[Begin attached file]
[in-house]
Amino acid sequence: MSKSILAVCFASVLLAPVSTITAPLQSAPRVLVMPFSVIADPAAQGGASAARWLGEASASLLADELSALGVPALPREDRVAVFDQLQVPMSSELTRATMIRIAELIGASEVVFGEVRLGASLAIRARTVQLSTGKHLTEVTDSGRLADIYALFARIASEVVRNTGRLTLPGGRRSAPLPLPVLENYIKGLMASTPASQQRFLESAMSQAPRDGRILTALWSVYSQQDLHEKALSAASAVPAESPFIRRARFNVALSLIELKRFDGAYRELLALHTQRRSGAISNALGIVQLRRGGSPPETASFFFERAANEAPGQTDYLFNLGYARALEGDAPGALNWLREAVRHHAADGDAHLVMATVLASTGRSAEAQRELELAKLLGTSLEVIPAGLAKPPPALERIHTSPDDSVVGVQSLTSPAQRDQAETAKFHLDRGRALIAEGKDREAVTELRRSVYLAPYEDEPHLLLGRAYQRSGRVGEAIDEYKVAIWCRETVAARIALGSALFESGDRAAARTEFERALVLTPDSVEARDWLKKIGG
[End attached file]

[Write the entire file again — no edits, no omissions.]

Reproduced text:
[in-house]
Amino acid sequence: MSKSILAVCFASVLLAPVSTITAPLQSAPRVLVMPFSVIADPAAQGGASAARWLGEASASLLADELSALGVPALPREDRVAVFDQLQVPMSSELTRATMIRIAELIGASEVVFGEVRLGASLAIRARTVQLSTGKHLTEVTDSGRLADIYALFARIASEVVRNTGRLTLPGGRRSAPLPLPVLENYIKGLMASTPASQQRFLESAMSQAPRDGRILTALWSVYSQQDLHEKALSAASAVPAESPFIRRARFNVALSLIELKRFDGAYRELLALHTQRRSGAISNALGIVQLRRGGSPPETASFFFERAANEAPGQTDYLFNLGYARALEGDAPGALNWLREAVRHHAADGDAHLVMATVLASTGRSAEAQRELELAKLLGTSLEVIPAGLAKPPPALERIHTSPDDSVVGVQSLTSPAQRDQAETAKFHLDRGRALIAEGKDREAVTELRRSVYLAPYEDEPHLLLGRAYQRSGRVGEAIDEYKVAIWCRETVAARIALGSALFESGDRAAARTEFERALVLTPDSVEARDWLKKIGG